The Tesla Supercharger network was the first comprehensive DC fast-charging network in the United States, and it remains the best in terms of customer satisfaction, according to a new J.D. Power study.

The Supercharger network scored 739 out of a possible 1,000 points, making it the only DC fast-charging network to score higher than the industry average of 674. Tesla Destination also topped Level 2 charging with a score of 680. It was followed closely by Volta (667) and ChargePoint (639).

2022 Tesla lineup  (Courtesy of Tesla, Inc.)

2022 Tesla lineup (Courtesy of Tesla, Inc.)

Overall customer satisfaction with public Level 2 charging dropped from a score of 643 in 2021 to 633 in 2022, while DC fast charging customer satisfaction remained about the same, J.D. Power noted. In a statement, analysts said this is an indication that the charging experience needs to improve, adding that lack of public charging is the number one reason shoppers reject EVs.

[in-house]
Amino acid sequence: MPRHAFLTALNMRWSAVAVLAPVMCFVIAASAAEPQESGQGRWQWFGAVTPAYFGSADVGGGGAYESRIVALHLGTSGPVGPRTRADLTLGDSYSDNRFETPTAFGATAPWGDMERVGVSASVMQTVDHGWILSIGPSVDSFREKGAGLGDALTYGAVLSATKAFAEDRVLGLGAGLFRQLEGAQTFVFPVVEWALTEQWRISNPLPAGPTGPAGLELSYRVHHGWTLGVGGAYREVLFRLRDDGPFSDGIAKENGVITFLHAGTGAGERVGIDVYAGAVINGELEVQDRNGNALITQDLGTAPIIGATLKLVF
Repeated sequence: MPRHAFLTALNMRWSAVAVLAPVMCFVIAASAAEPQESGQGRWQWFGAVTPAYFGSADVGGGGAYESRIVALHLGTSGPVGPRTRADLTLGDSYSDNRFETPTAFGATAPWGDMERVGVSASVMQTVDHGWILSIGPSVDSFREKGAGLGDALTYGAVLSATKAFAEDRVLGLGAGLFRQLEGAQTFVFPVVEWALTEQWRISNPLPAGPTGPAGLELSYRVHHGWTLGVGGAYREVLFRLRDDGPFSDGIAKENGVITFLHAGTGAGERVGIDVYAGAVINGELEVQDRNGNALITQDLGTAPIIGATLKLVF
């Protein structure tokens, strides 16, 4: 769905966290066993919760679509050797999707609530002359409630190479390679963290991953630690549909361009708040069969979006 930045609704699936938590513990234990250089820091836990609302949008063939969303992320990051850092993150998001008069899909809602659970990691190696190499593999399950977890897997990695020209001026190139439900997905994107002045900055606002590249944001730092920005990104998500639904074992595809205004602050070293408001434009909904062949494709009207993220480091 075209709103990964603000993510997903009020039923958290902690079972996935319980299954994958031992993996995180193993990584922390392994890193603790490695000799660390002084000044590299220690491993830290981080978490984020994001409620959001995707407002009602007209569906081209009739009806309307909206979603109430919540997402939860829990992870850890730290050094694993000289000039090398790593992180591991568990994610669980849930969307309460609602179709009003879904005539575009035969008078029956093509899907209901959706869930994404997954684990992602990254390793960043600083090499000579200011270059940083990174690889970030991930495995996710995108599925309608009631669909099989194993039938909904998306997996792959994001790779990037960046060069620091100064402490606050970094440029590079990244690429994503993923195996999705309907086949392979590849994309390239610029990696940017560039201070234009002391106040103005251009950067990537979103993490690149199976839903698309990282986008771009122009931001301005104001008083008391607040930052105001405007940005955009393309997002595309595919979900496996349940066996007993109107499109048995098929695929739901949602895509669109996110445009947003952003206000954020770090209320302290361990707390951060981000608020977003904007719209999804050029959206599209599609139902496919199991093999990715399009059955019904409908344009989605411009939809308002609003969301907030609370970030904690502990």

The study found that most EV owners are satisfied with the ease of public charging, but also that reliability is becoming an issue. One out of five respondents did not charge their car during a visit to a charging station, with 72% indicating that was because equipment was malfunctioning or out of service. This, along with Tesla's high satisfaction score, closely mirrors the conclusions and findings made in the same study last year.

Tesla charging  (Courtesy of Tesla, Inc.)

Tesla charging (Courtesy of Tesla, Inc.)

Meanwhile, Tesla is in the midst of a push to triple the size of the Supercharger network in two years. That will likely be necessary as the automaker continues working to increase sales, and to keep pace with competitors like Electrify America.

Tesla has hinted for some time that it might open up its Supercharger network to other brands' EVs—perhaps charging them extra if they charge too slowly. Federal funds might be a part of that plan.